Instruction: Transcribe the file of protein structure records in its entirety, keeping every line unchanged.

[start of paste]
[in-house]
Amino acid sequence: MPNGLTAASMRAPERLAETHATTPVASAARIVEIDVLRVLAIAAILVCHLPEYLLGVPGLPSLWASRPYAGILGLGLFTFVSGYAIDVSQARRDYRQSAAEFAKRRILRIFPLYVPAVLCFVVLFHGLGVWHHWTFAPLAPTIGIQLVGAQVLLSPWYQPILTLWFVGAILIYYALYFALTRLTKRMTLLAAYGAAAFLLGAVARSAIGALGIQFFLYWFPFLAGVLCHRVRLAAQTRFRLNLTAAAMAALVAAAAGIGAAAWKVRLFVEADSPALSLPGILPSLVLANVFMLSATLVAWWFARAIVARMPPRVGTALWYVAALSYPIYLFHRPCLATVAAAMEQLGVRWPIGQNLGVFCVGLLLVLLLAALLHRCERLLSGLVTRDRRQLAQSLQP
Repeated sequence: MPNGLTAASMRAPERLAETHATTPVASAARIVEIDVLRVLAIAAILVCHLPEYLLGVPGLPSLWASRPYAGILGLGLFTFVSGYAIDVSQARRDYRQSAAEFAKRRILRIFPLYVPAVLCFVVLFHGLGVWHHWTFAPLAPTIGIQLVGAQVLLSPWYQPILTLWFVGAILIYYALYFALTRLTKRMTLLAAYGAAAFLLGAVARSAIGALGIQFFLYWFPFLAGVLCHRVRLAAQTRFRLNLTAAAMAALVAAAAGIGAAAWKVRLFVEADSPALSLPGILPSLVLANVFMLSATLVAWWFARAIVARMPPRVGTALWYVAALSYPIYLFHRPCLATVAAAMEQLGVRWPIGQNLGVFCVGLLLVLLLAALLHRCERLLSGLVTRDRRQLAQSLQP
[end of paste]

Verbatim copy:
[in-house]
Amino acid sequence: MPNGLTAASMRAPERLAETHATTPVASAARIVEIDVLRVLAIAAILVCHLPEYLLGVPGLPSLWASRPYAGILGLGLFTFVSGYAIDVSQARRDYRQSAAEFAKRRILRIFPLYVPAVLCFVVLFHGLGVWHHWTFAPLAPTIGIQLVGAQVLLSPWYQPILTLWFVGAILIYYALYFALTRLTKRMTLLAAYGAAAFLLGAVARSAIGALGIQFFLYWFPFLAGVLCHRVRLAAQTRFRLNLTAAAMAALVAAAAGIGAAAWKVRLFVEADSPALSLPGILPSLVLANVFMLSATLVAWWFARAIVARMPPRVGTALWYVAALSYPIYLFHRPCLATVAAAMEQLGVRWPIGQNLGVFCVGLLLVLLLAALLHRCERLLSGLVTRDRRQLAQSLQP
Repeated sequence: MPNGLTAASMRAPERLAETHATTPVASAARIVEIDVLRVLAIAAILVCHLPEYLLGVPGLPSLWASRPYAGILGLGLFTFVSGYAIDVSQARRDYRQSAAEFAKRRILRIFPLYVPAVLCFVVLFHGLGVWHHWTFAPLAPTIGIQLVGAQVLLSPWYQPILTLWFVGAILIYYALYFALTRLTKRMTLLAAYGAAAFLLGAVARSAIGALGIQFFLYWFPFLAGVLCHRVRLAAQTRFRLNLTAAAMAALVAAAAGIGAAAWKVRLFVEADSPALSLPGILPSLVLANVFMLSATLVAWWFARAIVARMPPRVGTALWYVAALSYPIYLFHRPCLATVAAAMEQLGVRWPIGQNLGVFCVGLLLVLLLAALLHRCERLLSGLVTRDRRQLAQSLQP